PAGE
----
You are currently viewing Studying for A Doctor In Nursing Practice (DNP) As A Mom: Everything You Need To Know
Image by

Studying for A Doctor In Nursing Practice (DNP) As A Mom: Everything You Need To Know

Whether you are returning to nursing after a break to raise your children or have been working as a nurse for many years and are now looking for a new challenge, studying for a DNP program could be the perfect option for you. One of the fantastic things about working as a nurse – aside from helping people, of course! – is the varied nature of the role. There are many potential career paths open to you, whether you want to work in direct patient care or assume a more indirect role. Many of these jobs are available to those with bachelor’s or master’s degrees in nursing; however, if you want to open as many doors as possible, then a doctoral-level DNP is your best choice.

You may be concerned that going back to college studies as a mom will be too difficult. This doesn’t have to be the case! These days there are excellent support facilities available for students with children. The option to study part-time or online means that doing a degree is now more flexible than ever with a degree from United Medical Education.

In this article, we’ll look at the DNP program in more detail, including the benefits of studying for it and where it could take you. We’ll also dive more deeply into some tips and tricks for balancing your studies with your family life which will make going to college as a parent much easier than at first glance. Rest assured, it is more than possible to do so successfully!

What is a DNP?

Nursing Practice
Photo by Zach Vessels on Unsplash

DNP stands for Doctor in Nursing Practice and is a doctoral-level degree within the field of nursing. It is a terminal degree, which means it is one of the highest standards of degrees you can achieve as a nurse. It is an extremely advanced program designed to help you become an absolute expert in your sphere and prepare you to take on top roles in the nursing profession.

At this point, it’s worth distinguishing the DNP from a Ph.D. (Doctor of Philosophy) in Nursing, which is another doctoral level, terminal degree. The main difference is that a Ph.D. is more academic, focusing on preparing you to work in education or research. On the other hand, a DNP is more focused on clinical work and trains you to put your knowledge into practice in the real world.

Studying a DNP program involves a mixture of academic coursework and practical, hands-on experience. It not only trains up your clinical expertise to the highest level, but it also covers areas such as management and administration to boost your leadership and organizational skills. While intended as a progression from a master’s degree in nursing (MSN), there are some programs you can enroll in with just a bachelor’s degree in nursing (BSN). These take longer but include the master’s level program of study too.

The exact modules when studying on your DNP will vary according to the institution you enroll in and the specific focus of your program (more on this below). Still, you can expect to cover core competencies such as evidence-based practice, technology, and healthcare policy no matter which course you choose.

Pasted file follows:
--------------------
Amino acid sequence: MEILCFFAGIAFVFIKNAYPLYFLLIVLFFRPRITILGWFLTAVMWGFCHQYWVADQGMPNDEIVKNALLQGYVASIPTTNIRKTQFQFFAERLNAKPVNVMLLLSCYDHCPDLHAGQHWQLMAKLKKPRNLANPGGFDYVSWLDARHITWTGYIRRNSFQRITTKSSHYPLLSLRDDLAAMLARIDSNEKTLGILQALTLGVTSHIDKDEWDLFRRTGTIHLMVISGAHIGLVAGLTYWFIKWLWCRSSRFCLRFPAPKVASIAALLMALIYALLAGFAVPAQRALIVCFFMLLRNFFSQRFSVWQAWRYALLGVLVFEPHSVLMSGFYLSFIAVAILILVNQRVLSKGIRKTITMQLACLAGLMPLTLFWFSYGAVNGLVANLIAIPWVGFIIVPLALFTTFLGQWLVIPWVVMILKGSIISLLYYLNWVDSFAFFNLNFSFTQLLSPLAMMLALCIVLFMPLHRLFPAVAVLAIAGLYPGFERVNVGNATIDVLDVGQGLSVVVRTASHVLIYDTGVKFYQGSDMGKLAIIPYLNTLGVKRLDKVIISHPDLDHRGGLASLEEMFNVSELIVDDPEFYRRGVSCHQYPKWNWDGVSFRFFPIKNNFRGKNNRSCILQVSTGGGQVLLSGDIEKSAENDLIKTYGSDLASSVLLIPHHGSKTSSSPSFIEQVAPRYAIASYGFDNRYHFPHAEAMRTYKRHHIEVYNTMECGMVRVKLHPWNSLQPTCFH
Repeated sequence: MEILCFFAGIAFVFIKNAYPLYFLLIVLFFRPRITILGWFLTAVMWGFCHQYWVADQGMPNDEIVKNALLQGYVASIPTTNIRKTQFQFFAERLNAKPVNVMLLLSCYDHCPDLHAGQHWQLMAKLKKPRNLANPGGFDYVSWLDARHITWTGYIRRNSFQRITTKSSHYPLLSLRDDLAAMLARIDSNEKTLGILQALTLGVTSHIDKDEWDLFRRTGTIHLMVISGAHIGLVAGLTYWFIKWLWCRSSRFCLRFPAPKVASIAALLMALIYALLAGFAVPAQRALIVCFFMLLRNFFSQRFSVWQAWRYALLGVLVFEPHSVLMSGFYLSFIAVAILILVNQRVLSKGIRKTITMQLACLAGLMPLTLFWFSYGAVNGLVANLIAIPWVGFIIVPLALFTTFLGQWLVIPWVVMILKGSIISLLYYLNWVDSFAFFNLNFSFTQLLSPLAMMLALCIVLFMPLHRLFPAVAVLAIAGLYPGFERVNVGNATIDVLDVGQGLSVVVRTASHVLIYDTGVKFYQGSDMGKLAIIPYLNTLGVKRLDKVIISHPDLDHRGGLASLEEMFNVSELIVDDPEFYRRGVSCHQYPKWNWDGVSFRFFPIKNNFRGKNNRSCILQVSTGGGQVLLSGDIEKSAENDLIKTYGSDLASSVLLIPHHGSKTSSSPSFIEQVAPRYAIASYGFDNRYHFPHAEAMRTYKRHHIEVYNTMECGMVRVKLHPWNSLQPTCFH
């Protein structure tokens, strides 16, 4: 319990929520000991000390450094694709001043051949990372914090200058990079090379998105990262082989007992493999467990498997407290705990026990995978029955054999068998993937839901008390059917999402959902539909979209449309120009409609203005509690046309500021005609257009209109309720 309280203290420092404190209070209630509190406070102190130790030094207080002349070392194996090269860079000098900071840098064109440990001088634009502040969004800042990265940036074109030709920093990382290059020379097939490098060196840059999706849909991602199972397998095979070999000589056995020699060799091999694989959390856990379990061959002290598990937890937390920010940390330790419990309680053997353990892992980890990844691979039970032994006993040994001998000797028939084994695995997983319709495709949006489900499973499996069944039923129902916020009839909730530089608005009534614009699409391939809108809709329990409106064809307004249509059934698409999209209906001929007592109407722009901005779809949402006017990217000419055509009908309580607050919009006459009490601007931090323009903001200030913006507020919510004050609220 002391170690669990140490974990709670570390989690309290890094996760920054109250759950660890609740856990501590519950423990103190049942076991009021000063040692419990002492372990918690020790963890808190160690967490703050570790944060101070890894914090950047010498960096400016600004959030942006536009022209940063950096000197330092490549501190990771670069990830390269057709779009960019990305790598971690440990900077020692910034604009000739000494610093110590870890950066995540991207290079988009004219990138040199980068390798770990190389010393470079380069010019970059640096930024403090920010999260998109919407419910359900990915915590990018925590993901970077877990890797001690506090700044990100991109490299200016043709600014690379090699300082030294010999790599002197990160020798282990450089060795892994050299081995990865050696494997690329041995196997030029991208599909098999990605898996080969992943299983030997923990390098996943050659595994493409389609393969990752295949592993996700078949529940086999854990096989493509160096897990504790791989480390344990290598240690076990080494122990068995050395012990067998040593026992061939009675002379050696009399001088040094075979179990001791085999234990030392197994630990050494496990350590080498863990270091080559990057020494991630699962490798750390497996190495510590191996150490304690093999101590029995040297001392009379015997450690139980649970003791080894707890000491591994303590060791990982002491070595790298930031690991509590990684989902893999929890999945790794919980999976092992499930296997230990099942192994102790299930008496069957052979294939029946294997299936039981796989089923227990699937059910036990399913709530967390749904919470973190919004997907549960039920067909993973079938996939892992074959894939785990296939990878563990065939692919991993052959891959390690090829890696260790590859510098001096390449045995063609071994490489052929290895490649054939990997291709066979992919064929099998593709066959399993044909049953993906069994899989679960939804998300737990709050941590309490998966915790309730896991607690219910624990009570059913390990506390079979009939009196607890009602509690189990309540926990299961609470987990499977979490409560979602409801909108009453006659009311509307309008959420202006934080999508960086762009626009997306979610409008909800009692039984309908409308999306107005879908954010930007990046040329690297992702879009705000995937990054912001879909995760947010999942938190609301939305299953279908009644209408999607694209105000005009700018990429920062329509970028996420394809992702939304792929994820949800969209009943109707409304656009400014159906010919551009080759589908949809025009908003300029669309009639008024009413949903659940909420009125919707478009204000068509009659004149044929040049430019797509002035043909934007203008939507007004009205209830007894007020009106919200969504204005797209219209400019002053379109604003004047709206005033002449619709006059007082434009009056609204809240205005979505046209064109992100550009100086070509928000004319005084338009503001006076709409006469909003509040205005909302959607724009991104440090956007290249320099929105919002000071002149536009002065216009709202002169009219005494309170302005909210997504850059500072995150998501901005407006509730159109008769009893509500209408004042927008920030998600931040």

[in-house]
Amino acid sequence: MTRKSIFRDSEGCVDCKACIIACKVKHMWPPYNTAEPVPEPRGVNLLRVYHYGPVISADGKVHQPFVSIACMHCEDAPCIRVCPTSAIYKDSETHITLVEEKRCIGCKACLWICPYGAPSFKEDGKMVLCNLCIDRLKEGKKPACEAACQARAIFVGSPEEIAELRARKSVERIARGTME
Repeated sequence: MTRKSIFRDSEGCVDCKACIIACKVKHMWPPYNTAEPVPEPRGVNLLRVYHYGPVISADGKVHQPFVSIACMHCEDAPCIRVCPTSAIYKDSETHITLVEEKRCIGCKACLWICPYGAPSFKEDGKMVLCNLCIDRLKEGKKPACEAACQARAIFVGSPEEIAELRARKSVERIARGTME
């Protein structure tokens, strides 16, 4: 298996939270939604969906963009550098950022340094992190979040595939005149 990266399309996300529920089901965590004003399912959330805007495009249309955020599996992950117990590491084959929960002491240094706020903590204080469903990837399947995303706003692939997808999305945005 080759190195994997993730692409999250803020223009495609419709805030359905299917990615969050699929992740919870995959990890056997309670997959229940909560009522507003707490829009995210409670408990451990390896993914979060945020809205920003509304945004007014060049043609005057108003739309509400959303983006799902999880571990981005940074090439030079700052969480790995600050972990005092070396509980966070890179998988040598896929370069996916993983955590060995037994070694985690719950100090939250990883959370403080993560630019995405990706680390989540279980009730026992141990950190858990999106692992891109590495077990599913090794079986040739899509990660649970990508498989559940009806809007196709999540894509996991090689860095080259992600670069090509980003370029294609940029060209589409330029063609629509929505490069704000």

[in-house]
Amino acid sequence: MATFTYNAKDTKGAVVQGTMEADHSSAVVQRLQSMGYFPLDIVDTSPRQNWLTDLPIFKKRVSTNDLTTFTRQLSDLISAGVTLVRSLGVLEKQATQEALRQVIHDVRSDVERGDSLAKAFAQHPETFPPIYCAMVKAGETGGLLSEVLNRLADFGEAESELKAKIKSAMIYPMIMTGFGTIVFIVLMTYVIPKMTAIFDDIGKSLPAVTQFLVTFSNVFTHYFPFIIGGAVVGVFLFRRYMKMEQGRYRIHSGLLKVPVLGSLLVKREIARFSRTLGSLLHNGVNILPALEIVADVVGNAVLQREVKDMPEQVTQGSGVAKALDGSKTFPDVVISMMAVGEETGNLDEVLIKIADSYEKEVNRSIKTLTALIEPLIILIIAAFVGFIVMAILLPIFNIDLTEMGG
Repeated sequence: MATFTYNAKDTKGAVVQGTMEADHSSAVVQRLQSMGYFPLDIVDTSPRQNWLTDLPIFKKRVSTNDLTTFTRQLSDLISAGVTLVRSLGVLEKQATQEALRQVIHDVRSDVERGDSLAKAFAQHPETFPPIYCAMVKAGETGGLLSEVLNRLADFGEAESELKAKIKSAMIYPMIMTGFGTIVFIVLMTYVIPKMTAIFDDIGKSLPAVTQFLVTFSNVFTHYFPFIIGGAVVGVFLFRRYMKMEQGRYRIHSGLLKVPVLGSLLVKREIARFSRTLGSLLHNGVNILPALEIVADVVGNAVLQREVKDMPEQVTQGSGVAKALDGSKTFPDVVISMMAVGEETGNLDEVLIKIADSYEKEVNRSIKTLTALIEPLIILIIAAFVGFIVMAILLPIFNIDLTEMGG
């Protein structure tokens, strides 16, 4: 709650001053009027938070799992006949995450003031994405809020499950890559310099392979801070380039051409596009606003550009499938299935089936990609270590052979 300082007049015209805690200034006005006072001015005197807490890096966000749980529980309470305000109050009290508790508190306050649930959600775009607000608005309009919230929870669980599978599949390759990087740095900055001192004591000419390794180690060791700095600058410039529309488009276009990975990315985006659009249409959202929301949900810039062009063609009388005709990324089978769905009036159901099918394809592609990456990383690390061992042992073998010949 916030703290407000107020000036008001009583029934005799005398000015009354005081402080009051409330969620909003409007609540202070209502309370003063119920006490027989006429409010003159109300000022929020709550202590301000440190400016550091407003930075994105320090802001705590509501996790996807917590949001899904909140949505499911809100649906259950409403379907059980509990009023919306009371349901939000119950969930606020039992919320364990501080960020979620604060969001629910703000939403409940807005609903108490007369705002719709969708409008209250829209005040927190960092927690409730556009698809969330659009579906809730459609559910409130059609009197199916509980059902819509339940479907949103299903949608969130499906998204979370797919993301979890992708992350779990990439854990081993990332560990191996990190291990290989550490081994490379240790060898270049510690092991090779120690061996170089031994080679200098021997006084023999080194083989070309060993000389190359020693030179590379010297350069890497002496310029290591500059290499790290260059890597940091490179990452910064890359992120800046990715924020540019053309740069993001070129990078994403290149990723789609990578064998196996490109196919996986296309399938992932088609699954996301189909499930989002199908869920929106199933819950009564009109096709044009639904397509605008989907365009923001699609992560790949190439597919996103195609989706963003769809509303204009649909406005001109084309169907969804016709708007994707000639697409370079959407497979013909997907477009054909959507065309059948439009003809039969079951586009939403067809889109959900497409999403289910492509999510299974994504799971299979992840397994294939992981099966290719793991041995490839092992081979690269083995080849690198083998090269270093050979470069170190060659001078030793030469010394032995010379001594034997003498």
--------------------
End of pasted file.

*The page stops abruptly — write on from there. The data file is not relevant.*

Study options for your DNP

OR nurse
Image by David Mark from Pixabay

As mentioned above, a DNP program can focus on different areas. These can be broadly separated into direct patient care and indirect patient care. Direct patient care includes programs that focus on a specific advanced practice registered nurse role – namely, clinical nurse specialists, nurse practitioners, nurse midwives, and certified registered nurse anesthetists. Other programs may concentrate on a specific patient population, for example, pediatrics, geriatrics, psychiatric care, and women’s health.

When it comes to DNP programs that focus on indirect patient care, you’ll look at those concerning management and leadership. For instance, you might focus on health policy, informatics, nurse education, public health, administration, or executive leadership. Take some time to think about the direction you would like your nursing career to develop in, and this will help you decide which type of DNP program will best fulfill your needs. Just be sure the program you choose focuses on something you genuinely find interesting or care about because you will be studying it in great depth!

Other study options to choose between include full-time and part-time programs, plus online and on-campus study. There is no better or worse option here as long as they are accredited, just the one that best suits your lifestyle. As a mom, you may find that part-time study is preferable because it leaves you with more free time to spend with your kids. It also makes it easier for you to continue working during your DNP.

Likewise, you might find an online study to be more convenient than attending classes in person. An online DNP enables you to study where you want, when you want, and at a pace that suits you. Not only does this make it easier to fit your studies around your family life, but it also takes away any concerns about how you are going to commute to college if you don’t live close by. For families with kids in school, relocating can be a massive headache, and this way, it is only your clinical hours you’ll have to do in person. 

What type of jobs does a DNP lead to? 

Image by Darko Stojanovic from Pixabay

The high level and broad nature of a DNP program mean it can prepare you for a wide variety of roles. The one you choose to pursue will depend on your own personal job preferences, as well as the focus of the specific program you choose to study. Here are some of the responsibilities completing a DNP program can qualify you for:

  • Management of nurses and other members of healthcare staff
  • Development of healthcare policies and procedures
  • Conducting research studies
  • Leadership roles in the provision of patient care
  • Education of patients and the general public on healthcare issues